Item #155919 Thunderball. Ian FLEMING.
Thunderball.
Thunderball.
Thunderball.
Thunderball.
Thunderball.
Thunderball.
Thunderball.
Thunderball.
Thunderball.

Thunderball.

Jonathan Cape, 1961. Octavo. Original dark brown boards, spine lettered in gilt (Gilbert's binding A, no priority of issue), skeletal hand motif on front cover in blind. With dust jacket. Housed in a custom blue quarter morocco folding box. A near-fine copy in fine dust jacket, not price-clipped, couple of nicks and creases to extremities, a bright and sharp example. First edition, first impression, presentation copy, inscribed by the author on the front free endpaper, "To Jack. By appointment, M.O. to the SIS! Ian". A fascinating presentation: the recipient is very likely Jack Whittingham (1910-1972), who had worked with Fleming on an original Bond film screenplay named Thunderball, a collaborative project that predated the book by two years. The specificity of the inscription underlines their unique association: Whittingham, who was appointed by Fleming to lend a professional screenwriter's touch to the film treatment, is designated by the author as its "M.O." ("medical officer", or "orderly", in military and government parlance). The third collaborator in the screenplay was the Irish film producer Kevin McClory, who hoped to make the film himself. Fleming used the screenplay as the unacknowledged basis for his novel, but signed a film agreement with Eon Productions, ignoring McClory's claim on the property. The novel Thunderball was published in March 1961 and within a fortnight McClory had signalled his intention to sue, with Whittingham as his co-plaintiff. Strange though it may seem that Fleming should present a copy of the contentious book to the screenwriter who was suing him, it is entirely in keeping with his behaviour during the case. Fleming persisted in thinking that he had done nothing wrong and that the whole thing would be sorted out in an affable manner. As a result of an out-of-court settlement in November 1963, future versions of the novel gave the credit, "based on the screen treatment by Kevin McClory, Jack Whittingham, and Ian Fleming" (in that order). Fleming and Whittingham never became estranged during the complicated affair and remained on friendly personal terms. In May 1961 they exchanged condolences by letter when both had been hospitalised with heart problems (the letters reproduced in Sellers, p. 126). When Fleming died of a heart attack, nine months after the conclusion of the trial, Whittingham was distraught: "I was with my father when he heard the news, and he was convinced that he'd killed him. He was very shocked and suffered from terrible guilt as he felt he had contributed to Fleming's stress during the trial" (Sylvan Whittingham Mason, quoted in Sellars, p. 128). The ninth Bond novel and the first in the Blofeld trilogy, Thunderball introduces the criminal organization SPECTRE and its leader Ernst Stavro Blofeld. This copy is from the significant Ian Fleming collection of Martin Schøyen (b.1940), with his bookplate. Schøyen's private collection of manuscripts, which span all cultures and all time periods, is one of the largest and most comprehensive of its kind. Item #155919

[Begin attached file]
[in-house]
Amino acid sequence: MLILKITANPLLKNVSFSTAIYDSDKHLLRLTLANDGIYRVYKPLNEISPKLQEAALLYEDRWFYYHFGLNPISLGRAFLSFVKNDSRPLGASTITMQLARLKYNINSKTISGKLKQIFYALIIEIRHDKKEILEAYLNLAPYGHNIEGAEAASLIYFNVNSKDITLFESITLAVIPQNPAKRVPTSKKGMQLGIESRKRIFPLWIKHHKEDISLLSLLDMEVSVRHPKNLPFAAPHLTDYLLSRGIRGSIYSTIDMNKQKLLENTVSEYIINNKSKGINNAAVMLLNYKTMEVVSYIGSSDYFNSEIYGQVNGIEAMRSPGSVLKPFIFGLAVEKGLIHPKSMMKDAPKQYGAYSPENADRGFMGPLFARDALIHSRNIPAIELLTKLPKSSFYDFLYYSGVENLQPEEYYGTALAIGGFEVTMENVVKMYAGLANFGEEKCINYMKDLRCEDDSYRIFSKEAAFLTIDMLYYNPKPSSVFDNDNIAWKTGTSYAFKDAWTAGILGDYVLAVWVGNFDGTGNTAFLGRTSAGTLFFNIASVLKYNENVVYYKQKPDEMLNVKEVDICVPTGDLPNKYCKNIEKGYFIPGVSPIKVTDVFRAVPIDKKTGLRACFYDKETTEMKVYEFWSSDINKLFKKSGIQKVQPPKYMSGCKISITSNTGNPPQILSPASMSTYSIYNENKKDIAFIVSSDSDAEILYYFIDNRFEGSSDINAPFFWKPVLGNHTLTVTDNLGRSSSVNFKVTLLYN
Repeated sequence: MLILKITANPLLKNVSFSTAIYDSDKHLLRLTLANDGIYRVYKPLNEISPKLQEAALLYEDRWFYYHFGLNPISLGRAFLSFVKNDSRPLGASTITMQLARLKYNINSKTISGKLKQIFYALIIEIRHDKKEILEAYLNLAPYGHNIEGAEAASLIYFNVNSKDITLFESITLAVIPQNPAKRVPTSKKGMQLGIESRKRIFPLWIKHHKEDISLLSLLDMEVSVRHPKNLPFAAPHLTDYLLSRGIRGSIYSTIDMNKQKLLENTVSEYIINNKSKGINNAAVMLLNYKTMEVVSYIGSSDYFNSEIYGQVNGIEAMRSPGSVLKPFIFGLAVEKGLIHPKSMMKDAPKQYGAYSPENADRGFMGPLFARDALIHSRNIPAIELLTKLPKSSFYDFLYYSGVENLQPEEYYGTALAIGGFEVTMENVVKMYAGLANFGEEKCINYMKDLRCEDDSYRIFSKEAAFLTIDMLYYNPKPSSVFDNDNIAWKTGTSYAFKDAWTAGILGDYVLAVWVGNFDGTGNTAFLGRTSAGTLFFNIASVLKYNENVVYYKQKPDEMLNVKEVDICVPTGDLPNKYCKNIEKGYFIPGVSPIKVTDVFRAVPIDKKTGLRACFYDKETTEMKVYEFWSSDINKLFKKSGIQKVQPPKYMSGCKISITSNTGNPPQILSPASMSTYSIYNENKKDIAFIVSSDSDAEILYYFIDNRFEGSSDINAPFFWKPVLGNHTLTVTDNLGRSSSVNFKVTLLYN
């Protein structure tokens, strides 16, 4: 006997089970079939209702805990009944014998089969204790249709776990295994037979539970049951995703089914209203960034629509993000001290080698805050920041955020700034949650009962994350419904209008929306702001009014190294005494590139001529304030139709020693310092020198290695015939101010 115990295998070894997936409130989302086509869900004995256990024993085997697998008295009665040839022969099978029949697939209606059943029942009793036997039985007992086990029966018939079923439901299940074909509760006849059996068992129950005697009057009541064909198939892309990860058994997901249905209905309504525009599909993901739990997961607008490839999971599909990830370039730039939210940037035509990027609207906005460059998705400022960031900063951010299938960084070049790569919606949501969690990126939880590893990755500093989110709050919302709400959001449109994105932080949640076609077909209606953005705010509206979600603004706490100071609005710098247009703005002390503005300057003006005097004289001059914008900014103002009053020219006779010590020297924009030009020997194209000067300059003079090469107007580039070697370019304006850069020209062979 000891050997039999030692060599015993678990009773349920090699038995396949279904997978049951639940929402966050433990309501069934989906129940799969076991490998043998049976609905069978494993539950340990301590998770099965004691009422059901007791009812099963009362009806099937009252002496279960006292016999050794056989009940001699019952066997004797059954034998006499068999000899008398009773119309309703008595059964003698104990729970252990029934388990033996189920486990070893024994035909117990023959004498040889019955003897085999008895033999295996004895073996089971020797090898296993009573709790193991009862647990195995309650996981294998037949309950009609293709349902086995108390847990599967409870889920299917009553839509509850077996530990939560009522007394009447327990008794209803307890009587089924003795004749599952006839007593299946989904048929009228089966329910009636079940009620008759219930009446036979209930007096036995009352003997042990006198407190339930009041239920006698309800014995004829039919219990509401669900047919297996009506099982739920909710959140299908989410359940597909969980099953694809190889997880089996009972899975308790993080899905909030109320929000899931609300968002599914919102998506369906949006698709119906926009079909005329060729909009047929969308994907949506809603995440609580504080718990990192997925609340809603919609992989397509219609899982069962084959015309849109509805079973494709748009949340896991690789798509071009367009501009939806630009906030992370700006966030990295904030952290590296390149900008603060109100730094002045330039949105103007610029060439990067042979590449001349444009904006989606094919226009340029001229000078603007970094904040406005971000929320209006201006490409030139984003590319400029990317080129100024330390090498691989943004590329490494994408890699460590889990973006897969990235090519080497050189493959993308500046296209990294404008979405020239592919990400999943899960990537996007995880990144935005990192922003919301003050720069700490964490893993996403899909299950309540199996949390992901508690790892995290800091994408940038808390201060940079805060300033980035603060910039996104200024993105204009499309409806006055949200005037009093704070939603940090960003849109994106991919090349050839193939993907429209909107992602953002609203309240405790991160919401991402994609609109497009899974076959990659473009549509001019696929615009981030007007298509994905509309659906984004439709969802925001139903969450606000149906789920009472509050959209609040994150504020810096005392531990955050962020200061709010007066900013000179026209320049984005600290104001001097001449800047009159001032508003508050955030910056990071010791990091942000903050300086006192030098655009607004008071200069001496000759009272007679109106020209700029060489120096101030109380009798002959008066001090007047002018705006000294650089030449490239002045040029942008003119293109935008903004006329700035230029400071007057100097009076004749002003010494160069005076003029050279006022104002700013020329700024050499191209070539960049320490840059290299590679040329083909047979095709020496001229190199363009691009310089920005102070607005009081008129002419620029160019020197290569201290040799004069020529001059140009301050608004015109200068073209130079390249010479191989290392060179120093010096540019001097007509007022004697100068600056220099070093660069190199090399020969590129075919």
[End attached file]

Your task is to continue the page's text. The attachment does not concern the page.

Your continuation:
Gilbert A9a; The Schøyen Collection No. 69.

Price: £22,500.00

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